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Partnering with Health Systems Leadership to Develop a Randomized, Controlled Implementation Trial

Bauer MS, Miller C, Kim B, Lew R, Weaver K, Coldwell CM, Henderson KL, Holmes SK, Seibert MN, Stolzmann K, Elwy AR, Kirchner JE. Partnering with Health Systems Leadership to Develop a Randomized, Controlled Implementation Trial. Paper presented at: AcademyHealth Annual Research Meeting; 2016 Jun 26; Boston, MA.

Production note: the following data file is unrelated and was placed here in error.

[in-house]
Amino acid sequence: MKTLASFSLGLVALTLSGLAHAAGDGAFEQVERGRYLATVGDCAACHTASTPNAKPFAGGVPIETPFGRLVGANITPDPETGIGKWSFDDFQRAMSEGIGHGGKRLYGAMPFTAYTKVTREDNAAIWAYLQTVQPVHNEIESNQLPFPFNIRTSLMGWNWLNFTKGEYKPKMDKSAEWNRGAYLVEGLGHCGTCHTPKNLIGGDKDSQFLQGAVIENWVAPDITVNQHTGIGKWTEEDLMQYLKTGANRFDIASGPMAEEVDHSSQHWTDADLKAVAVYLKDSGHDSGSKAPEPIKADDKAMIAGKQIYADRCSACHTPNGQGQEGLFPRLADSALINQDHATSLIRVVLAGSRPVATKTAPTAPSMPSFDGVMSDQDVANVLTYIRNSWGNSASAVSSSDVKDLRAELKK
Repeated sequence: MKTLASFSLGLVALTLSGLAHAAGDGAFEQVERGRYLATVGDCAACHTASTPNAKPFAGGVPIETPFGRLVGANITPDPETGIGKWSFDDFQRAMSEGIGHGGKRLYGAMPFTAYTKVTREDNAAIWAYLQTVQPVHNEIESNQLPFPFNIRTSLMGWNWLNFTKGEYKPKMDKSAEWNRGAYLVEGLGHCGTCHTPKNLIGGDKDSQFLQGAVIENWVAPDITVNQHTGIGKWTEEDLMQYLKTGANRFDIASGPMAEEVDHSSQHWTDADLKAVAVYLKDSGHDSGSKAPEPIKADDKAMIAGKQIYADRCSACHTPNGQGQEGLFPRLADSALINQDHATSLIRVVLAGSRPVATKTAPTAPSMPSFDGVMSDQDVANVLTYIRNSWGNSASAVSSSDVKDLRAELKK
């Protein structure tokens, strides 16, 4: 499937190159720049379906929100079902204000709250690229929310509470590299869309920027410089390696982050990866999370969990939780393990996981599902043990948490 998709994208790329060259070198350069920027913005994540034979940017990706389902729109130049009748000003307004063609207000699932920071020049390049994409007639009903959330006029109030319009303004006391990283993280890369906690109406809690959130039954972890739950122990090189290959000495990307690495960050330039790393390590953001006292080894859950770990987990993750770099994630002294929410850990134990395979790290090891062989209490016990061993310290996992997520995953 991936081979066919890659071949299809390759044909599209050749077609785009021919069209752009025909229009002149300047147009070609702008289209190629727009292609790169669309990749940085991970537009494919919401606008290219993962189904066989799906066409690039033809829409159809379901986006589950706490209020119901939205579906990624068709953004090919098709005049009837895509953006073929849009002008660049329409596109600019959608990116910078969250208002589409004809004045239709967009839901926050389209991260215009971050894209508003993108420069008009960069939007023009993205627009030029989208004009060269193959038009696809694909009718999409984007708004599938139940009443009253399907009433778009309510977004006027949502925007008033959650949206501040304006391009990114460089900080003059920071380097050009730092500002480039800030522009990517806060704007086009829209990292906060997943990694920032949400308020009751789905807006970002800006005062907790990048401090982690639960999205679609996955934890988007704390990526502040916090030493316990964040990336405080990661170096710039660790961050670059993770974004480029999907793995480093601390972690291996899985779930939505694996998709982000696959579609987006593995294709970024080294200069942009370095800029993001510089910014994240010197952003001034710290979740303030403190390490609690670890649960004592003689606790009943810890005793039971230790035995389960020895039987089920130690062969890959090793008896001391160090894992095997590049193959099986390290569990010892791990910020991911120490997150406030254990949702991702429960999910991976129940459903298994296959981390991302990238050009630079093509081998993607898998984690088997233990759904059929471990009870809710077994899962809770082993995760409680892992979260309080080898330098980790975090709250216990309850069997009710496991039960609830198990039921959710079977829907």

Research Objective: Outcome for mental health conditions is suboptimal and care is fragmented. Evidence from controlled trials indicates that collaborative chronic care models (CCMs) can improve outcomes in a broad array of mental health conditions. US Department of Veterans Affairs (VA) leadership launched a nationwide initiative to establish interdisciplinary teams in general mental health clinics in all medical centers. The CCM provides an evidence-based structure for such teams, but requires support for its adoption. This presentation describes the development of a controlled trial protocol, designed in partnership with VA health system leaders, to test the impact of a facilitation-based implementation strategy in VA general mental health clinics which are instituting interdisciplinary teams Study Design: Both health system and research partners identified the need to provide rigorous scientific data to address two implementation questions: (1) Can evidence-based CCMs be successfully implemented using existing staff in general mental health clinics supported by internal and external implementation facilitation? (2) What is the impact of CCM implementation efforts on patient health status and perceptions of care? These aims were addressed by designing an implementation-intervention Hybrid Type III randomized controlled trial using a stepped wedge design, developed collaboratively with health system leaders. The project was competitively funded by the VA Quality Enhancement Research Initiative (QUERI). Population Studied: Veterans and providers in general mental health clinics in the VA healthcare system who are involved with (providers) or impacted by (Veterans) interdisciplinary team formation. Principal Findings: Health system leaders and researchers partnered in an iterative process to design a protocol that balances operational priorities, scientific rigor, and feasibility. The target sample size of nine sites has already been enrolled in the trial. Using balanced randomization, sites have been assigned to receive implementation support in one of three waves beginning at four-month intervals, with support lasting 12 months. Implementation support consists of blended external-internal facilitation. Formative evaluation focuses on the recipients, context, innovation, and facilitation process, guided by the i-PARIHS framework. Summative evaluation combines quantitative and qualitative outcomes. Quantitative CCM fidelity measures (at the site level) plus health outcome measures (at the Veteran level; n = 765) are collected in a repeated measures design, and analyzed with general linear modeling. Qualitative data from provider interviews at baseline and one year elaborate CCM fidelity data and provide insights into barriers and facilitators of implementation. Conclusions: Major aspects of joint decision-making included several aspects of identification of study sites, patient population of interest, intervention design, and outcome assessment and analysis. Decisions balanced scientific rigor, health system priority, and practicality. Implications for Policy or Practice: Conducting a jointly designed, highly controlled protocol in the context of health system operational priorities increases the likelihood that time-sensitive questions of operational importance will be answered rigorously, and that the outcomes will result in sustainable change in the healthcare system.

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